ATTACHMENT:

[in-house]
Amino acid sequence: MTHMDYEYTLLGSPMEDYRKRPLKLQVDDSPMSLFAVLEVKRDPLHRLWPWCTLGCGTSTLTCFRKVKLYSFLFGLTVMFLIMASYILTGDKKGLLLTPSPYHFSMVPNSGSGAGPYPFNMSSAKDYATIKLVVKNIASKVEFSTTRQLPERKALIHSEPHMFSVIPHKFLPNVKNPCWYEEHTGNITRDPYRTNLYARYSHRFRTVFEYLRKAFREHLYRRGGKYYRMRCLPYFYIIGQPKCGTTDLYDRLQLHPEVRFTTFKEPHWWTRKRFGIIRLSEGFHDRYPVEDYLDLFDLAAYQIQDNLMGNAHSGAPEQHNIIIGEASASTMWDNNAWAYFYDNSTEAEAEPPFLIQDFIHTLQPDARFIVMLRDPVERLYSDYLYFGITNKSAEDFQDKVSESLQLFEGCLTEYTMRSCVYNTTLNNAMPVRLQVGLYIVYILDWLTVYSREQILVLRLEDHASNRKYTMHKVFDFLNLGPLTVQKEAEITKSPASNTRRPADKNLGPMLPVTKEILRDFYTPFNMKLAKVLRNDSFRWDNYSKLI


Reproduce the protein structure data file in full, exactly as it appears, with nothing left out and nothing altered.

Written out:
[in-house]
Amino acid sequence: MTHMDYEYTLLGSPMEDYRKRPLKLQVDDSPMSLFAVLEVKRDPLHRLWPWCTLGCGTSTLTCFRKVKLYSFLFGLTVMFLIMASYILTGDKKGLLLTPSPYHFSMVPNSGSGAGPYPFNMSSAKDYATIKLVVKNIASKVEFSTTRQLPERKALIHSEPHMFSVIPHKFLPNVKNPCWYEEHTGNITRDPYRTNLYARYSHRFRTVFEYLRKAFREHLYRRGGKYYRMRCLPYFYIIGQPKCGTTDLYDRLQLHPEVRFTTFKEPHWWTRKRFGIIRLSEGFHDRYPVEDYLDLFDLAAYQIQDNLMGNAHSGAPEQHNIIIGEASASTMWDNNAWAYFYDNSTEAEAEPPFLIQDFIHTLQPDARFIVMLRDPVERLYSDYLYFGITNKSAEDFQDKVSESLQLFEGCLTEYTMRSCVYNTTLNNAMPVRLQVGLYIVYILDWLTVYSREQILVLRLEDHASNRKYTMHKVFDFLNLGPLTVQKEAEITKSPASNTRRPADKNLGPMLPVTKEILRDFYTPFNMKLAKVLRNDSFRWDNYSKLI